Study: Greenhouse Gas Emissions Have Caused Irreversible Effects on Sea-Level Rise
October 2, 2012 7:47 PM
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Emissions up until this point have ensured an irreversible sea-level rise of 1.1 meters by the year 3000
A new study has found that it's too late to reverse the
effects that greenhouse gas emissions will have
on sea levels over the next thousand years -- but we could lessen the impact of these effects if proper changes are made.
According to research by scientists at Vrije Universiteit Brussel, Manchester Metropolitan University and the Universit
é catholique de Louvain, greenhouse gas emissions produced up to this point has ensured an irreversible sea-level rise of 1.1 meters by the year 3000. This number could increase, they warn, if no action is taken to reduce these levels -- and the effects could extend into thousands of years into the future.
The research team came to this conclusion by modeling sea-level changes over thousands of years while including all of our planet's ice sheets and warming of the oceans into its projections. This includes glaciers, ice caps and the Greenland and Antarctic ice sheets. The team said this has never been done before.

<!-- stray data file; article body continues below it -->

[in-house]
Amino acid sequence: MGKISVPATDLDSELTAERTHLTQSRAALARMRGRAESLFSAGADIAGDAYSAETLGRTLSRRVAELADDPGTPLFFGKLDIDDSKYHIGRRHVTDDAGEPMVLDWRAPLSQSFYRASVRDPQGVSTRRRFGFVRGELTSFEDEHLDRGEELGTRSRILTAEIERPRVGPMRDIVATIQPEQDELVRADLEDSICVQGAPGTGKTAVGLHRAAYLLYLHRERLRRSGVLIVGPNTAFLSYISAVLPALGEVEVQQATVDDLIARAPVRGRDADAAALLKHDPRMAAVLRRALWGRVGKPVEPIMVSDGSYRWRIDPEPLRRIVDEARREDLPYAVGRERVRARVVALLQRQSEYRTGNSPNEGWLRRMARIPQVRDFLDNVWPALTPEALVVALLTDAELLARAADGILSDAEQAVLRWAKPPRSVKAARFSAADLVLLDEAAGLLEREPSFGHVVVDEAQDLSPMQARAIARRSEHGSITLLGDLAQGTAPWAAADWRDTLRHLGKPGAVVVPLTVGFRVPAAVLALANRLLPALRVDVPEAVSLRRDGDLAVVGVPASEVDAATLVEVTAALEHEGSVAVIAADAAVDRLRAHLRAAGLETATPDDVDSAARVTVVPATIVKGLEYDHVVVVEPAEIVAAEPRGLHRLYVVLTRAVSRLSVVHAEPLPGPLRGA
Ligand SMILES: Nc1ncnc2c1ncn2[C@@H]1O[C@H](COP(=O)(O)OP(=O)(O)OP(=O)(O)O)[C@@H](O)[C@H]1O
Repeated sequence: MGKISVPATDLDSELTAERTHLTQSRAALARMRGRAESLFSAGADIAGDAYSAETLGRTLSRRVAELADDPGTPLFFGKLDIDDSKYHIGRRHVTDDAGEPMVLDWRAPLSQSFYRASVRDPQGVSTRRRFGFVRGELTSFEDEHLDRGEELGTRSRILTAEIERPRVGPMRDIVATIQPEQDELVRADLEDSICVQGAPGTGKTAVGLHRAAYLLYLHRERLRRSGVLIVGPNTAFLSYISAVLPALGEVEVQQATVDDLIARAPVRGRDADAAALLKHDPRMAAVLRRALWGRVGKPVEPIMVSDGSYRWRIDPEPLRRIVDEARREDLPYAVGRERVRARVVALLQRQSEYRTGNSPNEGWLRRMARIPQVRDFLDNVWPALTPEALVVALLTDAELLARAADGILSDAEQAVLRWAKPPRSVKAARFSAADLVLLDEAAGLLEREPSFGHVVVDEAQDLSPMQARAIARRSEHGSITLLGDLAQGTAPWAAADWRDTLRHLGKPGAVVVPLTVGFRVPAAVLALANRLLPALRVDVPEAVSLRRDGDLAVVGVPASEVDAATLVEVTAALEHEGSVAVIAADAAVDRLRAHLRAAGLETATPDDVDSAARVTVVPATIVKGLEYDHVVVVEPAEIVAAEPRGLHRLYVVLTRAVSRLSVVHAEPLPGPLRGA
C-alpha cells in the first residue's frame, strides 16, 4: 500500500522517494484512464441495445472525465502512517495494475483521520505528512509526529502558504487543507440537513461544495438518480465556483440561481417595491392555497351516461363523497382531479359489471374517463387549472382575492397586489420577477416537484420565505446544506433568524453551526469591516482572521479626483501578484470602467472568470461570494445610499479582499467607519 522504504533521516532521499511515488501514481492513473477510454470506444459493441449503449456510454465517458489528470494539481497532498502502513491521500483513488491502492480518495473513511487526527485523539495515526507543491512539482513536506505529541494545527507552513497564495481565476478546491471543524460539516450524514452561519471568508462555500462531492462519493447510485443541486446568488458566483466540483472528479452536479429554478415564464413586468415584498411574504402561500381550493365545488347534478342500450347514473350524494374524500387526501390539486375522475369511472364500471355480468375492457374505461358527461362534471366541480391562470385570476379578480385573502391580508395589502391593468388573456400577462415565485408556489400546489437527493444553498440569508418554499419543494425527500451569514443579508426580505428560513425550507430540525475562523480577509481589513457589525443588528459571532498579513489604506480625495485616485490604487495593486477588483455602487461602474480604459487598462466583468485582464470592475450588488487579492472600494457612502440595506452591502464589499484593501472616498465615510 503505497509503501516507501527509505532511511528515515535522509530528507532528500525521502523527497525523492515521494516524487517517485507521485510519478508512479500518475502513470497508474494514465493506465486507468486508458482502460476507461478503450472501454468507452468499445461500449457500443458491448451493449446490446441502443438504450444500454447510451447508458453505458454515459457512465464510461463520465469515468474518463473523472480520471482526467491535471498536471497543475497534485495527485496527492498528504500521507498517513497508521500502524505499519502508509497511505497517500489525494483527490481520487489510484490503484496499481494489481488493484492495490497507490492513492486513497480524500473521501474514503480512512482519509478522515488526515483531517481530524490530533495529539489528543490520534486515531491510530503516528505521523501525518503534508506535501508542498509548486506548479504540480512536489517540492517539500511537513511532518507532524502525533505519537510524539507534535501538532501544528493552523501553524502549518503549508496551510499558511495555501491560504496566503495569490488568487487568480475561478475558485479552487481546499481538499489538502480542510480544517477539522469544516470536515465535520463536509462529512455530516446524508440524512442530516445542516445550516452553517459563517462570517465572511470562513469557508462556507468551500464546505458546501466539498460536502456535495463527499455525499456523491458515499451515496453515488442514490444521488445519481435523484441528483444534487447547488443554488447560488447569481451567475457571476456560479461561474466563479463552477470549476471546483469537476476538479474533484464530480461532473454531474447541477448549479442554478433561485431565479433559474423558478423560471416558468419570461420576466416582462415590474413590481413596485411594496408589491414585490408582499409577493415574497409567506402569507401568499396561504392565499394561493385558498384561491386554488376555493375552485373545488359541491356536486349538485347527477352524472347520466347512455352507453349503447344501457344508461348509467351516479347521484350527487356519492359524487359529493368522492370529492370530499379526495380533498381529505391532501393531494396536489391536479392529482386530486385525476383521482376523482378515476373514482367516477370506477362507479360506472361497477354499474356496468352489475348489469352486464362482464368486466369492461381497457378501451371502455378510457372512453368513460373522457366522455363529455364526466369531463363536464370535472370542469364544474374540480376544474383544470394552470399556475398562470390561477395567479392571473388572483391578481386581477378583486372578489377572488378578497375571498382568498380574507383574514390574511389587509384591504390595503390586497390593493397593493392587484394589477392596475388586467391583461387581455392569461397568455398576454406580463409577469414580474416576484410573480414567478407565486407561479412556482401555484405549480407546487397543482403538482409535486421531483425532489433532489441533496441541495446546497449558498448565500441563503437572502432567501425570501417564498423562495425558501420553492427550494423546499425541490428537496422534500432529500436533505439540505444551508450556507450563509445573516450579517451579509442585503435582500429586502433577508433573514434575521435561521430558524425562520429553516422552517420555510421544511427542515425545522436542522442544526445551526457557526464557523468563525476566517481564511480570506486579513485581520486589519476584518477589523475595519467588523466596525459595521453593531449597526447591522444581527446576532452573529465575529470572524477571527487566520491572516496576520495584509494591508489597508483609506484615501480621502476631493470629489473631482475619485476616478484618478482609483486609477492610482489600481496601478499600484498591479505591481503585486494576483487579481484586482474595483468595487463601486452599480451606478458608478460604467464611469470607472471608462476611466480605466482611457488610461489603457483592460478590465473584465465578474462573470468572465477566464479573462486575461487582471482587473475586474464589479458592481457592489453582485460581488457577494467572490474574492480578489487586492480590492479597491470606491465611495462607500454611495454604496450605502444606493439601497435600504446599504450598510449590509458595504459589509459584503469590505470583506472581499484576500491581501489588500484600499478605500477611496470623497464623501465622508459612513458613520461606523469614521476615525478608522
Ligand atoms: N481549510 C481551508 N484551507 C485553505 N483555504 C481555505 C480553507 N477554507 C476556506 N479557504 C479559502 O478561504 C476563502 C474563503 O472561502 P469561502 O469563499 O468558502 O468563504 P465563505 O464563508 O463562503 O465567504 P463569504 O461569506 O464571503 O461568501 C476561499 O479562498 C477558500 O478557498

Using a climate modeling system called LOVECLIM, the team analyzed several scenarios over the next thousand years. It found that there will be a sea-level rise of at least 1.1 meters by the year 3000, but if other certain emissions scenarios were followed, it could increase to 2.1, 4.1 or even 6.8 meters.
The study also found that the Greenland ice sheet was the cause of over half of the sea-level rises while thermal expansion of the ocean came in second place and glaciers/ice came in third.
"Ice sheets are very slow components in the climate system; they respond on time scales of thousands of years," said Professor Philippe Huybrechts, co-author of the study. "Together with the
long lifetime of greenhouse gases in the atmosphere
, this inertia is the real poison on the climate system; anything we do now that changes the forcing in the climate system will necessarily have long consequences for the ice sheets and sea level.